Article from the October 2005 issue of the Socialist
newspaper of the Socialist Party, Irish section of the CWI

Unions must back people of Rossport

By Michael Murphy
THE RELEASE of the Rossport 5 is a huge blow to Shell and the government and their plans to refine the gas from the Corrib gasfield onshore.

After spending 94 days in prison, the campaign waged by the five men and their families and supporters throughout the country pressurised the government to intervene to force Shell to lift their High Court injunction. This injunction had been granted to Shell to prevent protests against the construction of their gas pipeline. The courageous stand taken by the five men and their community has been an inspiration for working class people.

I was privileged to be part of a Socialist Party delegation including Joe Higgins TD, Cllr. Mick Barry, and CPSU worker director and Socialist Party member Terry Kelleher which visited Rossport at the end of September. We met many determined local people protesting at the site of the pipeline and also met the wives and families of the Rossport 5.

That visit brought home how important this issue is for the people of north Mayo. The pipeline, if built, would run only metres from their homes and farms posing a huge safety risk. Our visit also gave us an insight into the incredible support throughout Mayo for the campaign. Houses are painted with slogans supporting the Rossport 5; fields throughout the locality are filled with banners castigating the government, Shell and Statoil. There is a real sense of a community that has risen up against the oil multinationals.

This level of opposition is crucial for the battle that lies ahead. Shell remains determined to force through the pipeline. Minister Noel Dempsey is in the process of appointing a mediator to oversee talks between the community and Shell, and Avantica (who have links to Shell) are carrying out a safety review. It is not clear when Shell intend to resume work on the pipeline but what is clear is that the people of Mayo are prepared to militantly resist its construction.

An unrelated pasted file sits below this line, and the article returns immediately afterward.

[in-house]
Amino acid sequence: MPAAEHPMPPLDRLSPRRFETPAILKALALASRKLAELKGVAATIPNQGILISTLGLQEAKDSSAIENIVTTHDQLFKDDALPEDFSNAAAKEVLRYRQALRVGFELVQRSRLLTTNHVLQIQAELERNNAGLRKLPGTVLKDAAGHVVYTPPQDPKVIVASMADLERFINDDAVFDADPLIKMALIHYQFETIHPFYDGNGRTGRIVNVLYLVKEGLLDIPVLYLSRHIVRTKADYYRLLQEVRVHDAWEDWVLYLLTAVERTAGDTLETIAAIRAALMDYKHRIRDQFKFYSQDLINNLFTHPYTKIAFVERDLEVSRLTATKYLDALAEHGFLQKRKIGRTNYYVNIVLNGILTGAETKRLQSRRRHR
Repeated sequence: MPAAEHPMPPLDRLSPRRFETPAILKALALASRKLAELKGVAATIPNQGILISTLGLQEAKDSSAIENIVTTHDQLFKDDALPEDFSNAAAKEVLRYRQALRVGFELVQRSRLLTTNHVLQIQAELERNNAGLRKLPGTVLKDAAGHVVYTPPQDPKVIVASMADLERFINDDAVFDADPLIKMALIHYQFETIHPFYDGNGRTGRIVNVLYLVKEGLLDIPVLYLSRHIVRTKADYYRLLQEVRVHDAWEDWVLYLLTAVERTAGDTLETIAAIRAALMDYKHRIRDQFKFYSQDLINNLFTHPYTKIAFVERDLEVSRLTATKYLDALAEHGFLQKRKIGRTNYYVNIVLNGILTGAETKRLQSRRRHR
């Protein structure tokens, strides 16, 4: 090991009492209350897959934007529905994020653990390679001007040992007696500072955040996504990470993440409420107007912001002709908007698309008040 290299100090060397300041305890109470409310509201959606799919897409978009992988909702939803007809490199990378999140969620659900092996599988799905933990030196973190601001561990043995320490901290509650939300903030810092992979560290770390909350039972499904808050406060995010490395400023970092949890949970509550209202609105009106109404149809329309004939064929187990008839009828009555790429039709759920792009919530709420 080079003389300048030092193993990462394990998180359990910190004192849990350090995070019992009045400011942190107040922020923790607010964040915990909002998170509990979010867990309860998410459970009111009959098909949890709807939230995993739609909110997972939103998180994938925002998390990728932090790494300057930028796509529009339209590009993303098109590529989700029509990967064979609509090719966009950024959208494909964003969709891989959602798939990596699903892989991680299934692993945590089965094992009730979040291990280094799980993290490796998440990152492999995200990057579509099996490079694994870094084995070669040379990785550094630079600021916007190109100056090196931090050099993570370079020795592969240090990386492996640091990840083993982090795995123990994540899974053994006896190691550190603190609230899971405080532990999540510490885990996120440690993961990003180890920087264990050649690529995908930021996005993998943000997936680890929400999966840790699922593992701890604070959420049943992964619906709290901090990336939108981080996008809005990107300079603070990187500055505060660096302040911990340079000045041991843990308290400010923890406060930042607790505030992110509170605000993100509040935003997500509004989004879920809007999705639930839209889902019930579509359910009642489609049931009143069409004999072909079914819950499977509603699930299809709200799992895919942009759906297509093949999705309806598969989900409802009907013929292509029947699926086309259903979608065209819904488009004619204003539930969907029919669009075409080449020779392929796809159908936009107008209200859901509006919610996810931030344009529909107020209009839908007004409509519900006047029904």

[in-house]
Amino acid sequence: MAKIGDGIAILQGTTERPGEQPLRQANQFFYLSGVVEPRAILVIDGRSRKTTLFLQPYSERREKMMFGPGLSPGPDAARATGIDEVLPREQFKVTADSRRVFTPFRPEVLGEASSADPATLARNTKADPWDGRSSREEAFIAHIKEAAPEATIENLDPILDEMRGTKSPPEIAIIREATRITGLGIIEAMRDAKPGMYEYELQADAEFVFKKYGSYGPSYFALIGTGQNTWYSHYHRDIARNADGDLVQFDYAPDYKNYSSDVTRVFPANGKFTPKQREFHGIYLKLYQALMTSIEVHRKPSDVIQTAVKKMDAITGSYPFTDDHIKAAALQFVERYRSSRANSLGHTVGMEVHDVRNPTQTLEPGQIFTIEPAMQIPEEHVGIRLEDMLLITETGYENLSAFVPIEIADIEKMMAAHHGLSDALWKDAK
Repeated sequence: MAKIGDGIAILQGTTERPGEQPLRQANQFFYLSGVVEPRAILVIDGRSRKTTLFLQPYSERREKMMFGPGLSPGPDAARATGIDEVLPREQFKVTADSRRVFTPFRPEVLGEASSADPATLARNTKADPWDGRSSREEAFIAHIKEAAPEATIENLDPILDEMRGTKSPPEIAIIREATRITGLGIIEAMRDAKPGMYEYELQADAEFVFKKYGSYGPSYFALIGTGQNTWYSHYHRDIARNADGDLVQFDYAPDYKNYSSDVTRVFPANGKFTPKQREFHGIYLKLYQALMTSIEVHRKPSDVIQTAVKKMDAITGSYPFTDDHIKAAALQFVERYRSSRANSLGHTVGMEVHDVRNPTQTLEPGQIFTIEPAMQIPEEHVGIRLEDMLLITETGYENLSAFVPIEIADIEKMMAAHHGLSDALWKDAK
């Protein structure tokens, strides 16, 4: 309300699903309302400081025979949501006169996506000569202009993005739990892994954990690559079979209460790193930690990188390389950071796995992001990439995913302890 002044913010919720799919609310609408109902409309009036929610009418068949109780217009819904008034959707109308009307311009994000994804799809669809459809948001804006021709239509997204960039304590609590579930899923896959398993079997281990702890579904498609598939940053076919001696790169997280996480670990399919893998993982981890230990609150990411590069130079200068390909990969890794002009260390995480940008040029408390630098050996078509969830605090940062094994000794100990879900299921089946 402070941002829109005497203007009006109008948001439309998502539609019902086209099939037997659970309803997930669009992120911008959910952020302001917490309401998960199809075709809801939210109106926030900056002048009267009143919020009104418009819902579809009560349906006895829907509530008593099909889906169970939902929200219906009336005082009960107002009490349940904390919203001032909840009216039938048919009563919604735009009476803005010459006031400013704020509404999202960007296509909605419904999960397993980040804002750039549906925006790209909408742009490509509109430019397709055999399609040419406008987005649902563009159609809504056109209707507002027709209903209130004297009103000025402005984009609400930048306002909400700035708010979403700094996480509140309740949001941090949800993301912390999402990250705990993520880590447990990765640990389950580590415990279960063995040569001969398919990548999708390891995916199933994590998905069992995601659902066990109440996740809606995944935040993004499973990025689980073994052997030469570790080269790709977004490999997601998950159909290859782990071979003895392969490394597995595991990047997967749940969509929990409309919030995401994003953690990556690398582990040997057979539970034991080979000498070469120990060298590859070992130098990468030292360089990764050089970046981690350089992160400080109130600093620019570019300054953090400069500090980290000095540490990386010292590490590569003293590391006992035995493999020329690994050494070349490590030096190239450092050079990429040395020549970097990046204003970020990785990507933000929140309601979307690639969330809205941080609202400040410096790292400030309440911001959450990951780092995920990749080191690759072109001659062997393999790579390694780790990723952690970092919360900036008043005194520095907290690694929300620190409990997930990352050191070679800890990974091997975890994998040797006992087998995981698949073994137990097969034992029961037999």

If Shell restart work on the pipeline in early 2006, it is vital that the community is prepared. Their record particularly in countries in Nigeria illustrates their ruthlessness in the face of opposition. They will likely have the backing of the government and the State in the form of the courts and the police to assist them in their dirty work.

In this eventuality it will take the mobilisation of significant numbers of people to support the residents' fight. David Begg, ICTU general secretary and Jack O' Connor SIPTU president who spoke at the Dublin demonstration on 1 October, need to go beyond just speechifying. The trade union leaders should be campaigning amongst their members for support for the people of Rossport including building support for the idea of strike action if anymore protestors are imprisoned. Also they should ensure that trade union members black the construction project and participate in the protests to physically stop its construction.

The Fianna Fail party is up to its neck in this scandal. Whilst in government, the criminal Ray Burke handed over the country's natural gas reserves to these multinationals for free and Bertie Ahern cut their taxes! The Socialist Party believes that the Corrib gasfield contract should be torn up and the gas reserves brought back into public ownership to be run by a state exploration company to provide cheap gas for Irish consumers and to use the vast profits for our public services.

4,000 march with Rossport 5

By Brian Cahill
THE ROSSPORT five were freed a day earlier, but campaigners pressed ahead with a major protest against Shell on Saturday 1 October. 4,000 people took to the streets to demand an end to the multinational company's plans to build a high pressure pipeline for unrefined gas in Mayo.

The five men, finally free after more than three months in prison, received a rapturous welcome from the crowd of supporters. They spoke of their time in jail but emphasised that the fight against Shell must go on. The platform was packed with speakers from the political parties and the trade unions, some more welcome than others.

Bernard Durkan TD, speaking on behalf of Fine Gael, was drowned out by boos from the crowd. When he was later called back to speak for a second time, he was again drowned out. By contrast, Joe Higgins TD of the Socialist Party was met with huge cheers when he demanded that the words of support given by trade union leaders be turned into real action should any more protesters be jailed. When he brought up the Irish Ferries dispute and called for the full might of the trade union movement to be used in support of the ferry workers the cheers became even louder.

Dr. Owens Wiwa, brother of executed activist Ken Saro-Wiwa, gave the issue an international context by detailing the savage treatment endured by the Ogoni people in Nigeria at the hands of greedy oil companies. Although his speech wasn't particularly radical, it helped bring home both the international nature of capitalist exploitation and the lengths to which the multinationals will go to secure their profits.

The mood of the protesters was celebratory but there was a keen awareness that this struggle is only in its early stages. Sarah from Mayo speaking to the Socialist said "It's great that the men are out but they are still planning on building their pipeline and they are still getting the gas for nothing. We have to keep fighting."

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